Democracy and digital technology: lessons after Brexit
Illustrating tensions between representative and direct democracy, Luciano Floridi’s recent article ‘Technology and Democracy: Three Lessons from Brexit‘ suggests digital technologies will continue to shape a European future.
Professor of Philosophy and Ethics of Information at the University of Oxford, Director of Research, and Senior Research Fellow at the Oxford Internet Institute, Floridi is also Fellow of St Cross College, Distinguished Research Fellow at the Uehiro Centre for Practical Ethics, and Adjunct Professor (Department of Economics) at American University. In ‘Technology and Democracy’, published in Philosophy & Technology, Floridi reflects on the United Kingdom’s referendum to leave the European Union and dissects Brexit for insights on democracy and digital technologies. He examines democratic theories and practices, the role of digital technologies in civic engagement, and the emerging challenges and possibilities arising from Brexit. democracy and digital technology
Floridi explores representative and direct democracy and how digital facilitation impacts citizen participation. As with the referendum, direct involvement can generate decisions that reflect popular will, leaving political and administrative actors to implement them. However, as Floridi points out, the reality of such a promise would not necessarily be ideal. Contrasting procedural (form-focused) and substantial (content-focused) interpretations of democracy, he offers an alternative interpretation that would offer a way of organizing power between those who hold, delegate, and exercise it.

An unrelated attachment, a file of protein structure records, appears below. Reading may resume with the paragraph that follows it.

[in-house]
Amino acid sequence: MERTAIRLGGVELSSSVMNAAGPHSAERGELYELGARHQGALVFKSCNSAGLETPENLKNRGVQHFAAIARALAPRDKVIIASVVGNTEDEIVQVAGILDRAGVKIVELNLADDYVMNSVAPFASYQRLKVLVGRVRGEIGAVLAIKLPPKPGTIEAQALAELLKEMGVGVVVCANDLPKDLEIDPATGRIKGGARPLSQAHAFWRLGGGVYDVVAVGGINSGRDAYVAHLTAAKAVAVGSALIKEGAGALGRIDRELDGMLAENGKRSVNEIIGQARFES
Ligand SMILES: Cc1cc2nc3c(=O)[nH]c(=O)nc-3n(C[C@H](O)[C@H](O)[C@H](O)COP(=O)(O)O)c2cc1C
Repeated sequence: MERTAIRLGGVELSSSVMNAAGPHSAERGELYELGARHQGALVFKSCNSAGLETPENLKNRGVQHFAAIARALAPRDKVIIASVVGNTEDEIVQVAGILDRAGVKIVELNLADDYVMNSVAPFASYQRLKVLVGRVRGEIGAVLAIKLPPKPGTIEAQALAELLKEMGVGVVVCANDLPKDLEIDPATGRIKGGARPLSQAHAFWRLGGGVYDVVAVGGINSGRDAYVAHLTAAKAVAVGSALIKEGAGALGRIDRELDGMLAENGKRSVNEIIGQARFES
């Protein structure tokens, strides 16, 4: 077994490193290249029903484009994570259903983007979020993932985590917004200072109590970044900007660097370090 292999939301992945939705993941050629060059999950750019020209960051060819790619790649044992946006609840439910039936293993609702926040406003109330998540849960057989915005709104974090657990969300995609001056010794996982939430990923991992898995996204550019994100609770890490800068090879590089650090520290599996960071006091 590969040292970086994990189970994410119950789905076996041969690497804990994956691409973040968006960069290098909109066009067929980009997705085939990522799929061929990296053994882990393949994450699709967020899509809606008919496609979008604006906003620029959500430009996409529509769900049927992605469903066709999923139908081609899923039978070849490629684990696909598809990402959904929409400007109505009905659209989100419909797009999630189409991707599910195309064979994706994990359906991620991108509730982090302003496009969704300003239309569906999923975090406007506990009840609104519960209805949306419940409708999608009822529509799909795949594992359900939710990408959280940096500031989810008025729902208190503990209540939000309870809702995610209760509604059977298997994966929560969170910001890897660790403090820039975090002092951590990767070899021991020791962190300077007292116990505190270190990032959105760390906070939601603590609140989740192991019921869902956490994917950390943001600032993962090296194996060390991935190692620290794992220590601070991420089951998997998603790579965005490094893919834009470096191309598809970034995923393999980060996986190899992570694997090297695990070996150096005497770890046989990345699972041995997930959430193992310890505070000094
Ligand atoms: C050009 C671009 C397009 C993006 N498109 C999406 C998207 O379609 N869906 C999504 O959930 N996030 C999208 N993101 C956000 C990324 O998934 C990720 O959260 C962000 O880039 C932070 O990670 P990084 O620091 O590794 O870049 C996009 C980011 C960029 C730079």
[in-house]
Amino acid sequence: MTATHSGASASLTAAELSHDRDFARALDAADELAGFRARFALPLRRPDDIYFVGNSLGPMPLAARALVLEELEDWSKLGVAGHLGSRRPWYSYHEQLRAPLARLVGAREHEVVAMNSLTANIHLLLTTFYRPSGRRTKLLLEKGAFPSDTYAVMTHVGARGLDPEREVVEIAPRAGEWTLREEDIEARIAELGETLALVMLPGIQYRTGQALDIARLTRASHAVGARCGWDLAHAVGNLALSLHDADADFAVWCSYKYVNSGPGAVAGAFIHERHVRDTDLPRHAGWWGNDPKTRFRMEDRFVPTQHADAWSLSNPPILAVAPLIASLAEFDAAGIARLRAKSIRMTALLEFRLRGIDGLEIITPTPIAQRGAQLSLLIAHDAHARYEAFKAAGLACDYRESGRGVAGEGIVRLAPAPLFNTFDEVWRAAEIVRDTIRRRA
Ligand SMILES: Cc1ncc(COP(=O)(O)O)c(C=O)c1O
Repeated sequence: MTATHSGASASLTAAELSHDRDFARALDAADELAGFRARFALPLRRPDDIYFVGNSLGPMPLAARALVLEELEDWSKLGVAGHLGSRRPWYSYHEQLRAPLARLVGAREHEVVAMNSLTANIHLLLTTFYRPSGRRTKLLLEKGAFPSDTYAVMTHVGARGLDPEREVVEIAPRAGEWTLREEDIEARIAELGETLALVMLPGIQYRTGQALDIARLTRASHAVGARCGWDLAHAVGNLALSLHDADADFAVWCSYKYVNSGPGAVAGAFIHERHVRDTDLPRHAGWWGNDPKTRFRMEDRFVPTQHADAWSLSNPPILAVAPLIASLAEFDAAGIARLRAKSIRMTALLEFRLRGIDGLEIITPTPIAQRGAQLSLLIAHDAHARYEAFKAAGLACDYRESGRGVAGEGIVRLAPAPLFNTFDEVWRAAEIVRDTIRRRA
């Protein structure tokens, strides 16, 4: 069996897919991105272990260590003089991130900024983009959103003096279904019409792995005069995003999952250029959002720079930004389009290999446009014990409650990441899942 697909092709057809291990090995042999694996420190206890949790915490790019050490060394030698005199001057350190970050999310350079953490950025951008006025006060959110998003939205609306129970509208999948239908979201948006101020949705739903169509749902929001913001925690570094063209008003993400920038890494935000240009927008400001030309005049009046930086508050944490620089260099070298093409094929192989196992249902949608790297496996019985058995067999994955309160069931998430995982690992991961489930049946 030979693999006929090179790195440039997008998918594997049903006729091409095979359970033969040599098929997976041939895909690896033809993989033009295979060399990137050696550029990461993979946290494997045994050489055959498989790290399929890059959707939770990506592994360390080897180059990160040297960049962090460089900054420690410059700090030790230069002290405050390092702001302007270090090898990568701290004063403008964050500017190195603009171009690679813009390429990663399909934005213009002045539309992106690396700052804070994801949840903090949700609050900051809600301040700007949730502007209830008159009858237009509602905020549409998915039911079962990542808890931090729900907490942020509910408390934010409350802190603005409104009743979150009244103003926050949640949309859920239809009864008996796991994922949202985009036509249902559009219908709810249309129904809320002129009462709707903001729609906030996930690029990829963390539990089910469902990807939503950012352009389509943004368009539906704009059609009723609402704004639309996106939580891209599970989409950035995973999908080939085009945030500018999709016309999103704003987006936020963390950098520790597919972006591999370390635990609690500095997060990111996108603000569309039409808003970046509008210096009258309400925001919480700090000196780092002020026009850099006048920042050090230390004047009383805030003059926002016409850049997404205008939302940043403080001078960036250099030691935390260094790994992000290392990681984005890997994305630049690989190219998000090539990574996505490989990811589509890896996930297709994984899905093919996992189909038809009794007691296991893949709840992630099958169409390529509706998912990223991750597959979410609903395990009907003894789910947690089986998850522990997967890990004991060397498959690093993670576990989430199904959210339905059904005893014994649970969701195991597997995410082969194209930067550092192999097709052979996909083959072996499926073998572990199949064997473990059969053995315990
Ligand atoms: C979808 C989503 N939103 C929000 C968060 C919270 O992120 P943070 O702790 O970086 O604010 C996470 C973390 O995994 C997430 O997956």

Representative democracy, which separates sovereignty and governance, would seem less of a compromise and closer to an ideal. Floridi argues that the resilience of representative democracy offers greater protection against the misuse of power. He explores the limitations of direct democracy, and cautions against an idealistic view of its possibilities. In this light, the role of digital technologies, as enablers of greater participation in democracy, are vulnerable to populism and demagoguery, evident in the campaigns and narratives around Brexit. As Floridi sees it, digital technologies will continue to play an important role in shaping the European project of the future.